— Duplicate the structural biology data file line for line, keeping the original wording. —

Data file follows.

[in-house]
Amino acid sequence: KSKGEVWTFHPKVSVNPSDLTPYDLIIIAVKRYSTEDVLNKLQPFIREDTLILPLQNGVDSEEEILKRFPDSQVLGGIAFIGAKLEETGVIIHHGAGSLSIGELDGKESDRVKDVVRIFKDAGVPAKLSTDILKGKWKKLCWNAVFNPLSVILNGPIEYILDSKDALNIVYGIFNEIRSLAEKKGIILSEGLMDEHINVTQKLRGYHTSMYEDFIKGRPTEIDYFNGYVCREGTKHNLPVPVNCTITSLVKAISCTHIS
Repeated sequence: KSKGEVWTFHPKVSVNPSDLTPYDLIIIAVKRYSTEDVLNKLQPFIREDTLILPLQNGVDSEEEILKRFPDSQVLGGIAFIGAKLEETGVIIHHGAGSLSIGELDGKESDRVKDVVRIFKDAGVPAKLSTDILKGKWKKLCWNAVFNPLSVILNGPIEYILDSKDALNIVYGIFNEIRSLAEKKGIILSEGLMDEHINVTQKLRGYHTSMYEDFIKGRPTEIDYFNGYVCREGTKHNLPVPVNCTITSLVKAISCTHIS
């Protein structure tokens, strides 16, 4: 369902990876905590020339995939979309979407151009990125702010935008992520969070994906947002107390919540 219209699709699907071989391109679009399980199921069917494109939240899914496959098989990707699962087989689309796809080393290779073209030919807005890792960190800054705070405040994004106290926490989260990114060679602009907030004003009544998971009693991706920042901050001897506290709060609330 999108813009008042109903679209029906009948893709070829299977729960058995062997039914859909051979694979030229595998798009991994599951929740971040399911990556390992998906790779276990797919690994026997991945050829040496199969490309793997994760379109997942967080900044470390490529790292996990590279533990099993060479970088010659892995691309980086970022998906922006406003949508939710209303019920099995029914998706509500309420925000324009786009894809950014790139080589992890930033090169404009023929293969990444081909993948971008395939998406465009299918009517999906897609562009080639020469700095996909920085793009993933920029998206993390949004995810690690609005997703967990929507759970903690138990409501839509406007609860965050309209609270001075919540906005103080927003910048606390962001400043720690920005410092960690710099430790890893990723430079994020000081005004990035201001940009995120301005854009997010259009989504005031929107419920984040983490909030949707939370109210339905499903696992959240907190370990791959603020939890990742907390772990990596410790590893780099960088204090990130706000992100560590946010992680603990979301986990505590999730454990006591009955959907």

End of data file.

[in-house]
Amino acid sequence: KSKGEVWTFHPKVSVNPSDLTPYDLIIIAVKRYSTEDVLNKLQPFIREDTLILPLQNGVDSEEEILKRFPDSQVLGGIAFIGAKLEETGVIIHHGAGSLSIGELDGKESDRVKDVVRIFKDAGVPAKLSTDILKGKWKKLCWNAVFNPLSVILNGPIEYILDSKDALNIVYGIFNEIRSLAEKKGIILSEGLMDEHINVTQKLRGYHTSMYEDFIKGRPTEIDYFNGYVCREGTKHNLPVPVNCTITSLVKAISCTHIS
Repeated sequence: KSKGEVWTFHPKVSVNPSDLTPYDLIIIAVKRYSTEDVLNKLQPFIREDTLILPLQNGVDSEEEILKRFPDSQVLGGIAFIGAKLEETGVIIHHGAGSLSIGELDGKESDRVKDVVRIFKDAGVPAKLSTDILKGKWKKLCWNAVFNPLSVILNGPIEYILDSKDALNIVYGIFNEIRSLAEKKGIILSEGLMDEHINVTQKLRGYHTSMYEDFIKGRPTEIDYFNGYVCREGTKHNLPVPVNCTITSLVKAISCTHIS
């Protein structure tokens, strides 16, 4: 369902990876905590020339995939979309979407151009990125702010935008992520969070994906947002107390919540 219209699709699907071989391109679009399980199921069917494109939240899914496959098989990707699962087989689309796809080393290779073209030919807005890792960190800054705070405040994004106290926490989260990114060679602009907030004003009544998971009693991706920042901050001897506290709060609330 999108813009008042109903679209029906009948893709070829299977729960058995062997039914859909051979694979030229595998798009991994599951929740971040399911990556390992998906790779276990797919690994026997991945050829040496199969490309793997994760379109997942967080900044470390490529790292996990590279533990099993060479970088010659892995691309980086970022998906922006406003949508939710209303019920099995029914998706509500309420925000324009786009894809950014790139080589992890930033090169404009023929293969990444081909993948971008395939998406465009299918009517999906897609562009080639020469700095996909920085793009993933920029998206993390949004995810690690609005997703967990929507759970903690138990409501839509406007609860965050309209609270001075919540906005103080927003910048606390962001400043720690920005410092960690710099430790890893990723430079994020000081005004990035201001940009995120301005854009997010259009989504005031929107419920984040983490909030949707939370109210339905499903696992959240907190370990791959603020939890990742907390772990990596410790590893780099960088204090990130706000992100560590946010992680603990979301986990505590999730454990006591009955959907």